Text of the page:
Hans were originally built in Seljuk times to encourage trade and provided lodging (an overnight stop-over) to incoming traders and artisans along their long distance trade routes. Outside the cities they were built and designed to be one traveling day apart, approximately 30-40 kilometres. This group of buildings called caravanserais derived from the word caravan (a group of people, especially traders, travelling together) and in Turkish it’s known as ‘hans’.
Built with a single entry for maximum security, a main portal and monumental entrance gate provided access to a large open-air courtyard. Here, merchants had access to lodging, a fountain/bath for washing and stables for their animals, usually camels, horses and mules. Merchants were able to rest and do business – whether to sell or to exchange their goods or to produce small scale manufacturing. The hans provided shelter, safety and services.
In Ottoman times the hans were built with a second courtyard, additional floors, lodging, workshops and mosques for commerce and to support the operations of the social institutions (education and welfare).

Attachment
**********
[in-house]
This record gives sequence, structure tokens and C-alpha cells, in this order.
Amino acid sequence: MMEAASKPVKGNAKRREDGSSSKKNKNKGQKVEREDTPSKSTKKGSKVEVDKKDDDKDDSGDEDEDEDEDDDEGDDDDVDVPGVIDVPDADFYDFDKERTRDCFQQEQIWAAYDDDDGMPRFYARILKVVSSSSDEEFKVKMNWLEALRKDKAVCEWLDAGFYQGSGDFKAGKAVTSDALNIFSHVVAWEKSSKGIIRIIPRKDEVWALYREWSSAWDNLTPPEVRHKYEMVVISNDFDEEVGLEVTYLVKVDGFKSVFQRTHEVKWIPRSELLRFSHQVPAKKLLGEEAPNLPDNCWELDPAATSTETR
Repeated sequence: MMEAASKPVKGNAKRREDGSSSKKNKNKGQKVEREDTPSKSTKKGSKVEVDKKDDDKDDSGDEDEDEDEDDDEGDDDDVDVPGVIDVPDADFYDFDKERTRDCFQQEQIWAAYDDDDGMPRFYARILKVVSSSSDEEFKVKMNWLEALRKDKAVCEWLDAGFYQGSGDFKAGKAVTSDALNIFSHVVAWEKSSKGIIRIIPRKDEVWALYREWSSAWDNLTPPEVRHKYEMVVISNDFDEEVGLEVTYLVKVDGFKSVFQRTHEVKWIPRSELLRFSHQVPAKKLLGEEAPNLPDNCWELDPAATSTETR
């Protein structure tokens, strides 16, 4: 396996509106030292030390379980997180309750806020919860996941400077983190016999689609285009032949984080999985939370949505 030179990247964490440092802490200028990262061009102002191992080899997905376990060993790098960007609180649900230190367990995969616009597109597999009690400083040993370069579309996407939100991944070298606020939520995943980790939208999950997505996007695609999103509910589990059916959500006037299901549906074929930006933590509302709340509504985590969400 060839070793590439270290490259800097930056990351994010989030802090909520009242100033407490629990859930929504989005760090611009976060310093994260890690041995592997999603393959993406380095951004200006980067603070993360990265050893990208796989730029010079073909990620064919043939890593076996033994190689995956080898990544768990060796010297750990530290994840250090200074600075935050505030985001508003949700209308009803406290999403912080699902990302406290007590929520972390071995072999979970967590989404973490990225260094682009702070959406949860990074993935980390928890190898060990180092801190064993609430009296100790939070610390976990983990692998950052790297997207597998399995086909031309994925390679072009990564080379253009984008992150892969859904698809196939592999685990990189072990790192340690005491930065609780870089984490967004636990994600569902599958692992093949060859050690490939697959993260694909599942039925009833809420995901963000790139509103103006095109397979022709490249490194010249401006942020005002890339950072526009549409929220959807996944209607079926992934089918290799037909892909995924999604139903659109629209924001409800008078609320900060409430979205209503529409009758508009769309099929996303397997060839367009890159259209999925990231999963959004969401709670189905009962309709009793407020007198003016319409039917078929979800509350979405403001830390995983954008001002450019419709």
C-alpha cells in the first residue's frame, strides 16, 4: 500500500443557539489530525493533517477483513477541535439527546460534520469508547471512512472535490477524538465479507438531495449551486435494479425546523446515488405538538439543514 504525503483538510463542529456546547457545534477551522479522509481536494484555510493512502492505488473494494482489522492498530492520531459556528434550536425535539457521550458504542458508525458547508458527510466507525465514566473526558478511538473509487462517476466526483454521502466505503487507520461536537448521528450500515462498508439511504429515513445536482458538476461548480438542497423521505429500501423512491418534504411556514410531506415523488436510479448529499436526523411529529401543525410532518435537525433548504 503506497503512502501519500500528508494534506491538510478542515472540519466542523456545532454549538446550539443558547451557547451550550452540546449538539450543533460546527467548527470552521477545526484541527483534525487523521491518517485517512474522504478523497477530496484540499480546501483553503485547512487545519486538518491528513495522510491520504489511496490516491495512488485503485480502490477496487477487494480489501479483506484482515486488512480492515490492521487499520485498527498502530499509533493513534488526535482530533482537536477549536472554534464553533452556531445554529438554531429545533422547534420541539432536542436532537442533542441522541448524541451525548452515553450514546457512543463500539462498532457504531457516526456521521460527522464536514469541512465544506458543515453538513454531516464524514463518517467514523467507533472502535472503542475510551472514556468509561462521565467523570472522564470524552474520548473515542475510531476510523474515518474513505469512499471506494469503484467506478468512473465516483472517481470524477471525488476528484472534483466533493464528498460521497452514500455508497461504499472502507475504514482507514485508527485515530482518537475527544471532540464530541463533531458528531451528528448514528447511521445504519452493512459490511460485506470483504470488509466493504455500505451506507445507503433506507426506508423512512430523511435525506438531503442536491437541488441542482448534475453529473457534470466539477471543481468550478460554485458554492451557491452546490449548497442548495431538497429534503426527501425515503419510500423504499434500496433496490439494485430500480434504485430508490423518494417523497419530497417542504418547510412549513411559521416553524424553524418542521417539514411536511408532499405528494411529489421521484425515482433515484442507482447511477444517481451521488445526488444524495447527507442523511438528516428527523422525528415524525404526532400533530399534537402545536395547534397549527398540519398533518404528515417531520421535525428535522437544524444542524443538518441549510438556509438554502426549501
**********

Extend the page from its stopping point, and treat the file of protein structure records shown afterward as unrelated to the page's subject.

Naturally, the Grand Bazaar, was a major hub for merchants so it’s no surprise hans can be discovered hidden away behind shops and gateways here. Similar to how the Grand Bazaar was once laid out, it was once divided into sections and designated to a particular craft or artisan, in these sections were hans – think of it as ‘the man behind the curtain’, crafts were being produced right behind the shops.
One of the largest hans in this area is Büyük Valide Han, built in 1651 by Kösem, the mother of Sultan Mehmet IV. Today this is one of the most popular hans to visit due to it’s amazing views from the rooftop. Other go-to hans in this area include Zincirli Han, Vezir Han and Sağir Han.
Just by walking through the side streets outside of the Grand Bazaar you can easily get lost and stumble upon hans. I was determined to find Büyük Valide Han, for it’s recent popularity, and in doing so we also stumbled upon Zincirli Han. Keep your eyes peeled for signs with the words ‘han’.
Through asking several shops along the way for directions to this not so secret entrance, we were able to find the man at the door (pictured below) and paid 1TL each to enter onto the rooftop of Büyük Valide Han. Keep in mind, tread lightly, you are walking on the roof and there are no railings or insurance that you’ll return without any injuries. It’s said that they filmed the motorcycle scene from James Bond’s Skyfall film here.